Glucose hypometabolism, likely related to insulin dysfunction, includes altered insulin transduction signaling, conditioned by different risk factors. In addition, glucose intolerance is observed in T2DM, schizophrenia, and HD and in more than 50% of PD patients (Table 3). In HD patients, both insulin secretion and its metabolism are altered (174). Furthermore, insulin was shown to play an important role in the control of the genes involved in HD etiopathology (55), inducing the expression of dopamine transporters and increasing dopamine clearance (117, 175).
Table 3 Alterations of glucose metabolism and of insulin action in brain of several neurological diseases and Type 2 Diabetes Mellitus.
In this context, the nasal administration of insulin was shown to improve not only the metabolic parameters but also memory and learning in PD, AD, and T2DM patients. In HD patients, a significant reduction in IR and Akt kinase autophosphorylation as well as increased GSK-3β activity was found. Therefore, central insulin resistance may be due, at least in part, to a slow pathological progression of nosological entities, such as epilepsy, AD, T2DM and schizophrenia. In turn, central insulin resistance might facilitate the deterioration in hippocampal and cortical neurons with the progression of the illness, from its beginning, during its expansion, to its obvious clinical manifestations 15–20 years later (89). Further studies are needed to unveil to what extent this hypothesis might be valid, as well as the possibility that some neurodegenerative diseases such as AD or PD may be the consequence of a slow deteriorative process caused by viral, bacterial or fungal infections, or by the propagation of prion-like misfolded proteins (176–179).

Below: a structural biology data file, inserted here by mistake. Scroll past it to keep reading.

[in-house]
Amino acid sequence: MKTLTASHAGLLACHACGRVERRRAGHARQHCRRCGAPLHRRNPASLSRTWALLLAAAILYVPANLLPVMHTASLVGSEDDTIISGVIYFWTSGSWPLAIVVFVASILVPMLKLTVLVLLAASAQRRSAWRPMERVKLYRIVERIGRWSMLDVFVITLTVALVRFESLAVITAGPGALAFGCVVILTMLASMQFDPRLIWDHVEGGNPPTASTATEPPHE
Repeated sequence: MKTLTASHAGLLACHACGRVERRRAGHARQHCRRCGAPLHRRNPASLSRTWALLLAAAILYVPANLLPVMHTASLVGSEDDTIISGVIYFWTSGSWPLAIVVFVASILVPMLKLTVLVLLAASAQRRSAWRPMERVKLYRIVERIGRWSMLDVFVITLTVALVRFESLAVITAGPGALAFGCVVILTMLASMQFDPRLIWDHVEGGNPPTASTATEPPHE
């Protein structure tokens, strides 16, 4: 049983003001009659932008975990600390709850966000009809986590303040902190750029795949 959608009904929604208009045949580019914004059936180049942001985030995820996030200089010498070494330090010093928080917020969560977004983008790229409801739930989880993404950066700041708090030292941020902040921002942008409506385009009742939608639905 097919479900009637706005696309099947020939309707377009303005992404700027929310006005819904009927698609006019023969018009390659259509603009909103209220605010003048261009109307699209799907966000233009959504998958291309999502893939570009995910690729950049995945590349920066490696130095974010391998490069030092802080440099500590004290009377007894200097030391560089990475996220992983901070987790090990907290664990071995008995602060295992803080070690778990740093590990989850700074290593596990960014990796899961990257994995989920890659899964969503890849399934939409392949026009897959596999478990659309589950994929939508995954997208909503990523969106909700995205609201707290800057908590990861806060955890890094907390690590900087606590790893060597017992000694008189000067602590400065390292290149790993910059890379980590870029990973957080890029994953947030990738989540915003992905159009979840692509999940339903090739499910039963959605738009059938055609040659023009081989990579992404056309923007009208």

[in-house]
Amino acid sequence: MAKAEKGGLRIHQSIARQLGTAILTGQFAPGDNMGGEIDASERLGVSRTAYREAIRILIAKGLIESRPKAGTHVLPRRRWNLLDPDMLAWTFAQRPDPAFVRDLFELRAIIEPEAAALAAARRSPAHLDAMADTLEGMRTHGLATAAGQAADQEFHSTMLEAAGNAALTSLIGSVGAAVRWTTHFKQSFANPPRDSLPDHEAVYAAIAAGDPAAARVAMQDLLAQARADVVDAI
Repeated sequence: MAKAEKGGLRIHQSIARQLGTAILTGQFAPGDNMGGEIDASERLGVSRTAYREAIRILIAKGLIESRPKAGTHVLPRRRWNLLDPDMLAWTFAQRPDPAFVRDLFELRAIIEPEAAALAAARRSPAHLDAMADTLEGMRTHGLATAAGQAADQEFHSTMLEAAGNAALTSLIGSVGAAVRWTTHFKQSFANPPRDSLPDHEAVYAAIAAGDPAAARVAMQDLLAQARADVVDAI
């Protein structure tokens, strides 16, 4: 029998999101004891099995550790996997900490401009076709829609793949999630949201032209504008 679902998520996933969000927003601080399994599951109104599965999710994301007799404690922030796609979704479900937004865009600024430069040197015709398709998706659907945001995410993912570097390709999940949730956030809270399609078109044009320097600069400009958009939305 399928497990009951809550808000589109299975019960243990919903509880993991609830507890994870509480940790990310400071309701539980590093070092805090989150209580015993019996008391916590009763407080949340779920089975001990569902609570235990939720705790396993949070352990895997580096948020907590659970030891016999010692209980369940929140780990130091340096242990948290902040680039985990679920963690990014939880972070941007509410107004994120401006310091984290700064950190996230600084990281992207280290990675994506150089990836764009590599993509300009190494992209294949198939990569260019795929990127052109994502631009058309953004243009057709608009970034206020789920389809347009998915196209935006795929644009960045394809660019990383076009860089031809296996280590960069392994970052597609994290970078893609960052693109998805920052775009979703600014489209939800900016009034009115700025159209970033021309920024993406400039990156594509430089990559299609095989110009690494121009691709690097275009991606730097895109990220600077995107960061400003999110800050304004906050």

Significance of Other Biomolecules Besides Insulin That May Affect Brain Glucose Hypometabolism and Central Insulin Resistance
Based upon the large amount of information gathered in the last few decades regarding the central actions and effects of other hormones and regulatory peptides, we considered it necessary to mention some of the most relevant (Table 4). Thus, included in this group are the adipokines, molecules that regulate several metabolic actions, energy expenditure, insulin sensitivity and neuroendocrine function (190, 191).
Table 4 Roles of other molecules in addition to insulin that may modulate brain glucose metabolism and central insulin signal transduction.
Adiponectin acts through its receptors that are broadly expressed in the brain (192), increases insulin sensitivity (193), and promotes fatty acid oxidation and glucose metabolism (194). The hypertrophic adipose cells of obese mice, a seemingly inflammatory environment, synthesize less adiponectin, and the metabolism of fatty acids and glucose is altered. These metabolic alterations persistently observed in the AD brain were suggested to be a stimulus or risk factor for the illness (195). Reduced levels of adiponectin coexist with DM, which increases its relevance (196), whereas the overexpression of adiponectin was shown to prevent the effects of high-fat-diet-induced obesity (183).
Microbial molecules produced in the gut microbiome have also been related to insulin resistance, inflammation and dopamine function (184, 185). Obesity is associated with insulin resistance and an altered microbiome (186). Molecules produced in the gut microbiome, such as lipopolysaccharide (Table 4), may induce neuroinflammation, insulin resistance and depressive behavior (186–188). Furthermore, some microorganisms can produce precursors of the neurotransmitter dopamine, which may alter insulin- and dopamine-mediated functions (189).